Scapegoating nonsense

Around the web: British National Party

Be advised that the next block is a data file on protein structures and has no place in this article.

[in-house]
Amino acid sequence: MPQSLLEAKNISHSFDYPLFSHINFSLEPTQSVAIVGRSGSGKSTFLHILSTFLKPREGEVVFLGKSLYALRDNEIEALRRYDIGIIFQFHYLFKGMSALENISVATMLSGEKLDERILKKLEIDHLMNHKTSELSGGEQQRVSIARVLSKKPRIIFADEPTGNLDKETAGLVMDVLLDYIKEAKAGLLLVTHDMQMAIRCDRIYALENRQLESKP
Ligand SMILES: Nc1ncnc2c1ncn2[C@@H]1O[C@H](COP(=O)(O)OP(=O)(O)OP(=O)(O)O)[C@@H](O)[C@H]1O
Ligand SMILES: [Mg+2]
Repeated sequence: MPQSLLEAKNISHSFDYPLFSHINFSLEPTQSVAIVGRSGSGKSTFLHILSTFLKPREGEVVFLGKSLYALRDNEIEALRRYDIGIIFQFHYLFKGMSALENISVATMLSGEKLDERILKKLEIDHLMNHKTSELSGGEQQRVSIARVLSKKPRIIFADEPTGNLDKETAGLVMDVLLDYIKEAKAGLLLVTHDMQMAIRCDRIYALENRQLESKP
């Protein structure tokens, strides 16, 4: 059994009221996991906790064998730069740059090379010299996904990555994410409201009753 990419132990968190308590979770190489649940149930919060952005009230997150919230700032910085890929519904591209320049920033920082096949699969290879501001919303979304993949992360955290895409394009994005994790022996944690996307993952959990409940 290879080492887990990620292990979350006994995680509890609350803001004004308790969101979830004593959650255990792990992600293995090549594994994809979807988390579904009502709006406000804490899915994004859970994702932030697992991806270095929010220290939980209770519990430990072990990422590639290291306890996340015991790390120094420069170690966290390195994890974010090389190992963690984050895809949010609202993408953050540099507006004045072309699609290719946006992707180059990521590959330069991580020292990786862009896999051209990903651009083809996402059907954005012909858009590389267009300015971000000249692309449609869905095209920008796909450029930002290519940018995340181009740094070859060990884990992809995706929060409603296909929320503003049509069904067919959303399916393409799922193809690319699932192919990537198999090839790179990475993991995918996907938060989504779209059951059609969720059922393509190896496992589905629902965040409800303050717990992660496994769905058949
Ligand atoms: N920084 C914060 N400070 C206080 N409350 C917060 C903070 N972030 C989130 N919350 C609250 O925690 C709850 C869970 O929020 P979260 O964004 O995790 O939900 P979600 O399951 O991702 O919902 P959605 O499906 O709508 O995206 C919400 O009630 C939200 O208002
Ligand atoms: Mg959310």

Comrades wanting to know details of the British National Party's local election vote will not find them on the Anti-Nazi League's website (Weekly Worker April 24). Apparently a "full breakdown and analysis will be posted ... shortly"�. No doubt after the appropriate spin has been applied, to make the BNP's 13 gains look like some sort of setback. However, those turning to the BNP site in the hope of finding some analysis will also be disappointed. Logging on to the home page, one is immediately greeted with an annoying pop-up advertising their online donation facility. The photos featured here of BNP fuhrer Nick Griffin posing with two youngsters, backed by the homepage slogan, "Building a future for British children"�, will no doubt go down well with disaffected blue-rinse types. But what immediately caught my eye was a box to the right of the screen. Titled 'Daily party news', this premium (�1 a minute!) phone line presumably (I decided to give it a miss) gives out the latest BNP-endorsed information. Further down, viewers are invited to join the BNP's "platinum"� donators group, the Trafalgar Club. The words 'money' and 'grabbing' spring to mind. A 'Latest news' section, currently carrying 14 items, dominates the page. The most recent update calls for photographs from the party's election campaigns. The second (and probably the first port of call for many) provides the election results. As with the ANL's page, we are treated to useless hyperbole and results from areas where their candidates won or did particularly well. I did have a chuckle on the item on the National Front, where the unnamed writer lobs a few cheap shots in the NF's general direction, but overall there is little attempt at serious analysis. The rest of the news is a random jumble of 'anti-British' anecdotes, 'commentaries' on multiculturalism and other such reactionary rants. Five themed navigation boxes take up the left of the screen. 'The latest' carries information about the BNP's election campaign, front organisations, a seldom-updated article collection, a video, news archive, and downloadable information packs. The elections links is quite interesting, with information concerning seats contested, the council manifesto and the '12 pledges' - a mixture of new right, anti-liberal and populist nostrums. For light relief, check out 'The other parties' for what the BNP thinks of the Socialist Alliance. The next box is 'Material', carrying such items as campaigning paraphernalia, (slavish) letters to the BNP, poetry, the bookshop, etc. Unlike the websites of revolutionary groups, who tend to organise their site around 'the paper', for the BNP publications seem to play a relatively minor role. The pages for the 'theoretical' monthly Identity and the agitational Freedom are minimalist affairs. There is nothing online from the former at all, while the latter's archive features only selected highlights. However, articles going back to last summer are thematically arranged, allowing for an easy sample of the BNP's thinking on a particular subject. The 'Policies' box repeats some of the electoral material and manifestos. The policy forum carries contributions from BNP members on a range of questions, and encourages others to write in with their suggestions. Sad to say that such an approach is rare on most left sites. There is also a comprehensive 'Frequently asked questions', outlining the BNP's (Griffin's?) views on every subject under the sun - bar thorny issues like the holocaust, World War II, Nazi Germany "� 'Organisation' illustrates the party's structure, providing a neat hierarchical schematic of the BNP bureaucracy. Here we are also treated to a short biography of Nick Griffin, and a list of 'circles' (ie, front groups - there are almost as many as the Socialist Workers Party's!). Finally, 'Information' provides contact and membership details, and of course the Trafalgar Club gets another mention. The links section refers us to localised BNP websites, "grassroots"� community groups and international fascist co-thinkers. The youth site also deserves a quick mention. I for one would be interested to know what the BNP leadership, after carefully managing to construct a far-right site without the slightest nod toward the fascist tradition, thinks of the excessive use by 'Young BNP' of Germanic fonts! If this is not an example of Freud's 'return of the repressed', I do not know what is. Aesthetically it is not the prettiest of websites, and reminds me of word-processing packages for old machines like the Commodore 64. But in terms of content I guess it paints a comprehensive but sanitised picture of the BNP. As for the views on parade, the BNP's scapegoating nonsense is pretty easy to demolish - provided that the left gets its act together, instead of ploughing our petty sectarian furrows. Phil Hamilton